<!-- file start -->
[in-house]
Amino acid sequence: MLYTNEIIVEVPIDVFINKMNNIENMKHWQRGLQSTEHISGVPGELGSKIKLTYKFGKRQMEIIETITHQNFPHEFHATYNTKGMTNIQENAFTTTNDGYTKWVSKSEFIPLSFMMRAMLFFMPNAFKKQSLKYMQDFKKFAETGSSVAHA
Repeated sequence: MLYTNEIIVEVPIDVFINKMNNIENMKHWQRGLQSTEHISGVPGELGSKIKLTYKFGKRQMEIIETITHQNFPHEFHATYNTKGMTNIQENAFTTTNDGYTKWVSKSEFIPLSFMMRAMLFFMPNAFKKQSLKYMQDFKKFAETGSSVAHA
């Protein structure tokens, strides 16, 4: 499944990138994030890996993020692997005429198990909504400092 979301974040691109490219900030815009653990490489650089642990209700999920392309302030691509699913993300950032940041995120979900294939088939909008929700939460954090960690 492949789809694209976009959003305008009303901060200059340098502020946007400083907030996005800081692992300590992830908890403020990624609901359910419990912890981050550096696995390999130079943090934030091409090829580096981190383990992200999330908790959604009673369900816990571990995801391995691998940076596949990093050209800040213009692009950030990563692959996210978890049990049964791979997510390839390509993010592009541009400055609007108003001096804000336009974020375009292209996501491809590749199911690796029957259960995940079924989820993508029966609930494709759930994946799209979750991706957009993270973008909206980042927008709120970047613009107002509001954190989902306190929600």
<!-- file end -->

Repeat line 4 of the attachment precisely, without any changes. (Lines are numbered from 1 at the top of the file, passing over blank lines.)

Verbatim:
């Protein structure tokens, strides 16, 4: 499944990138994030890996993020692997005429198990909504400092 979301974040691109490219900030815009653990490489650089642990209700999920392309302030691509699913993300950032940041995120979900294939088939909008929700939460954090960690 492949789809694209976009959003305008009303901060200059340098502020946007400083907030996005800081692992300590992830908890403020990624609901359910419990912890981050550096696995390999130079943090934030091409090829580096981190383990992200999330908790959604009673369900816990571990995801391995691998940076596949990093050209800040213009692009950030990563692959996210978890049990049964791979997510390839390509993010592009541009400055609007108003001096804000336009974020375009292209996501491809590749199911690796029957259960995940079924989820993508029966609930494709759930994946799209979750991706957009993270973008909206980042927008709120970047613009107002509001954190989902306190929600």